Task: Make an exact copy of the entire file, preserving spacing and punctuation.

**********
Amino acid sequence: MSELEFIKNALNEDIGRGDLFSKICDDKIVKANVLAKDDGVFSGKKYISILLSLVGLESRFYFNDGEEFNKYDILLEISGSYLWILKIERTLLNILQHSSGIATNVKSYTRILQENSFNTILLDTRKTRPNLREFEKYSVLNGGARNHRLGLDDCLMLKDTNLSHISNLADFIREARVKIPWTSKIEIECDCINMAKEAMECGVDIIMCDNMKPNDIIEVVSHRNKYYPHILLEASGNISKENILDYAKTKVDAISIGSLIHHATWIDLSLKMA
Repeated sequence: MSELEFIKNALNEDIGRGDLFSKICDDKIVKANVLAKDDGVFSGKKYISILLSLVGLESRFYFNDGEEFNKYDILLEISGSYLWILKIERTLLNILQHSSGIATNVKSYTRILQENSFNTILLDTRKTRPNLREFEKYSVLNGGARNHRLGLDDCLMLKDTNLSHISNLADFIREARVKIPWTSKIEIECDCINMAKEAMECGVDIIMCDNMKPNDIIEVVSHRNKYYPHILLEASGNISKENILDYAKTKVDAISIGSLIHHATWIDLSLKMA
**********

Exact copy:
Amino acid sequence: MSELEFIKNALNEDIGRGDLFSKICDDKIVKANVLAKDDGVFSGKKYISILLSLVGLESRFYFNDGEEFNKYDILLEISGSYLWILKIERTLLNILQHSSGIATNVKSYTRILQENSFNTILLDTRKTRPNLREFEKYSVLNGGARNHRLGLDDCLMLKDTNLSHISNLADFIREARVKIPWTSKIEIECDCINMAKEAMECGVDIIMCDNMKPNDIIEVVSHRNKYYPHILLEASGNISKENILDYAKTKVDAISIGSLIHHATWIDLSLKMA
Repeated sequence: MSELEFIKNALNEDIGRGDLFSKICDDKIVKANVLAKDDGVFSGKKYISILLSLVGLESRFYFNDGEEFNKYDILLEISGSYLWILKIERTLLNILQHSSGIATNVKSYTRILQENSFNTILLDTRKTRPNLREFEKYSVLNGGARNHRLGLDDCLMLKDTNLSHISNLADFIREARVKIPWTSKIEIECDCINMAKEAMECGVDIIMCDNMKPNDIIEVVSHRNKYYPHILLEASGNISKENILDYAKTKVDAISIGSLIHHATWIDLSLKMA